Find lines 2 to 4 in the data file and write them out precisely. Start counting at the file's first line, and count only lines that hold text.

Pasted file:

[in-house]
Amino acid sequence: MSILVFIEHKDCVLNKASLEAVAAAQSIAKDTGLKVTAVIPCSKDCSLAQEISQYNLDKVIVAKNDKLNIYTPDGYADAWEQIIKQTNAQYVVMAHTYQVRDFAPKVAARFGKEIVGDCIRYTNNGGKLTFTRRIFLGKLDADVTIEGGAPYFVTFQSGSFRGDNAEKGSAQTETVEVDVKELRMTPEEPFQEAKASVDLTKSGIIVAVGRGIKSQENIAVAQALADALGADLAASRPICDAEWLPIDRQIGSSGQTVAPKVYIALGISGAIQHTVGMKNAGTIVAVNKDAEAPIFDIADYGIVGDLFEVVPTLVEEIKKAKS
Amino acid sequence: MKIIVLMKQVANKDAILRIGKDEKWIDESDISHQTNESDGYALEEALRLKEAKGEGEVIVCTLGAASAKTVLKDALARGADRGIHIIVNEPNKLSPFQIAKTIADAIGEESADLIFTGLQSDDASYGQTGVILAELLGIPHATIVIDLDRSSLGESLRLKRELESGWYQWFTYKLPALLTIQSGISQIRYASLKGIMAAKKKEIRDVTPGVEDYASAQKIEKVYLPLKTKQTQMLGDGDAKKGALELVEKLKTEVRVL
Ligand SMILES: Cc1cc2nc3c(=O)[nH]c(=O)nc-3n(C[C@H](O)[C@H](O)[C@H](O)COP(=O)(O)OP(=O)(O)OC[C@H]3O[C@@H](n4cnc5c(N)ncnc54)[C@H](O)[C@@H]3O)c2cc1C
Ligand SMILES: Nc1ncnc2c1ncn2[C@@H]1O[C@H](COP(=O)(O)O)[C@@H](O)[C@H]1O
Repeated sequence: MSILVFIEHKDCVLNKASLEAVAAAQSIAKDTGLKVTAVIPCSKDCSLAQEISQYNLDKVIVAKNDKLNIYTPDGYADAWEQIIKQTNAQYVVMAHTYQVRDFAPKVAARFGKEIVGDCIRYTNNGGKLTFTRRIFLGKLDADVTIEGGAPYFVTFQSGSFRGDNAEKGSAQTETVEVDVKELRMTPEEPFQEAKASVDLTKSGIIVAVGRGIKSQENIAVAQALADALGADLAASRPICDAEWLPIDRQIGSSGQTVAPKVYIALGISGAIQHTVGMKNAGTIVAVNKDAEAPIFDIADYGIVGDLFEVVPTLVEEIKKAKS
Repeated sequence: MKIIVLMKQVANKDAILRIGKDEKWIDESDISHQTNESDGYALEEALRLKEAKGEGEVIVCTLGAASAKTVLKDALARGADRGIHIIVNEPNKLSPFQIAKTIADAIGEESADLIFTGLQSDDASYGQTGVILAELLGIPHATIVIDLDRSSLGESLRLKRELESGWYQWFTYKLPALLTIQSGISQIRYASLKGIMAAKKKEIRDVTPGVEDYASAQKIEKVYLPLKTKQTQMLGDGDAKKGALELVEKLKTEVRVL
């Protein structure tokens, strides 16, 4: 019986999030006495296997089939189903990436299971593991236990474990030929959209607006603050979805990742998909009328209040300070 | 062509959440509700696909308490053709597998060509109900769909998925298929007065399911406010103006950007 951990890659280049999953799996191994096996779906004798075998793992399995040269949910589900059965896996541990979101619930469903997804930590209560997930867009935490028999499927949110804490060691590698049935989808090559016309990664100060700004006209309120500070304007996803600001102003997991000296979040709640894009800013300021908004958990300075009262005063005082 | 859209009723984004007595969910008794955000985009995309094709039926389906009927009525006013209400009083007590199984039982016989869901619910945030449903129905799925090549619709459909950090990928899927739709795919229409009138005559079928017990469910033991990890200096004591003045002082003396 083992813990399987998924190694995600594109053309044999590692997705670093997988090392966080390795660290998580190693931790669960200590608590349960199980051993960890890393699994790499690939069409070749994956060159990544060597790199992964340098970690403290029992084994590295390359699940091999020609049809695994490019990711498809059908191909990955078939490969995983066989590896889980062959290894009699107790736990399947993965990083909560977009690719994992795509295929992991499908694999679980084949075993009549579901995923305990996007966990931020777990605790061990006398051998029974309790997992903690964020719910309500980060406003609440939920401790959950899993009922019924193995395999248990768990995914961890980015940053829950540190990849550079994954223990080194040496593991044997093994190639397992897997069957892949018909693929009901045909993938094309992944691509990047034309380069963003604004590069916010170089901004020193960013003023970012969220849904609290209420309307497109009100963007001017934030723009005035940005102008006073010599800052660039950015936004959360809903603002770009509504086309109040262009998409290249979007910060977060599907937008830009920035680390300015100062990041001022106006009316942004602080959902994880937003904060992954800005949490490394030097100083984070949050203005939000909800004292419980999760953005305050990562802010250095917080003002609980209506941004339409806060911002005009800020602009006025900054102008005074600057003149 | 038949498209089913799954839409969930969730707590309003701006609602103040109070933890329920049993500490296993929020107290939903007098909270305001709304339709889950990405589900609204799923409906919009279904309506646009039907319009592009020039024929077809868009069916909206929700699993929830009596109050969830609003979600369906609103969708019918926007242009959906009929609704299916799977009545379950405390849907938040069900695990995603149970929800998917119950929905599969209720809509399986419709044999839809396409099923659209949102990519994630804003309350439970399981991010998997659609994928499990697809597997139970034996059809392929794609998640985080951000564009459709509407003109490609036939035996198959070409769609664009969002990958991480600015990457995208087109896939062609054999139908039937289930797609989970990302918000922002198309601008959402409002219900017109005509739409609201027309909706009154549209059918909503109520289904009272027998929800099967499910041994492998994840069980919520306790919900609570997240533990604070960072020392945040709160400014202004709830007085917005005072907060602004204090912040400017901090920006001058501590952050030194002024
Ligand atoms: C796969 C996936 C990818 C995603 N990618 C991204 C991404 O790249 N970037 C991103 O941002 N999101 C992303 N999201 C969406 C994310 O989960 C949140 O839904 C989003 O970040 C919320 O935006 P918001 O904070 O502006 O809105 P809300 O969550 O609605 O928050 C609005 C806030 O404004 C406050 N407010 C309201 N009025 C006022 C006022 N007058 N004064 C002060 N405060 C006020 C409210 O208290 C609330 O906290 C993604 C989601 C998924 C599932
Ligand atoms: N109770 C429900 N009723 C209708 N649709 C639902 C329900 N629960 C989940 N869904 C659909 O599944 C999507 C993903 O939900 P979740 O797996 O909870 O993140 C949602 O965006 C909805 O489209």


Amino acid sequence: MSILVFIEHKDCVLNKASLEAVAAAQSIAKDTGLKVTAVIPCSKDCSLAQEISQYNLDKVIVAKNDKLNIYTPDGYADAWEQIIKQTNAQYVVMAHTYQVRDFAPKVAARFGKEIVGDCIRYTNNGGKLTFTRRIFLGKLDADVTIEGGAPYFVTFQSGSFRGDNAEKGSAQTETVEVDVKELRMTPEEPFQEAKASVDLTKSGIIVAVGRGIKSQENIAVAQALADALGADLAASRPICDAEWLPIDRQIGSSGQTVAPKVYIALGISGAIQHTVGMKNAGTIVAVNKDAEAPIFDIADYGIVGDLFEVVPTLVEEIKKAKS
Amino acid sequence: MKIIVLMKQVANKDAILRIGKDEKWIDESDISHQTNESDGYALEEALRLKEAKGEGEVIVCTLGAASAKTVLKDALARGADRGIHIIVNEPNKLSPFQIAKTIADAIGEESADLIFTGLQSDDASYGQTGVILAELLGIPHATIVIDLDRSSLGESLRLKRELESGWYQWFTYKLPALLTIQSGISQIRYASLKGIMAAKKKEIRDVTPGVEDYASAQKIEKVYLPLKTKQTQMLGDGDAKKGALELVEKLKTEVRVL
Ligand SMILES: Cc1cc2nc3c(=O)[nH]c(=O)nc-3n(C[C@H](O)[C@H](O)[C@H](O)COP(=O)(O)OP(=O)(O)OC[C@H]3O[C@@H](n4cnc5c(N)ncnc54)[C@H](O)[C@@H]3O)c2cc1C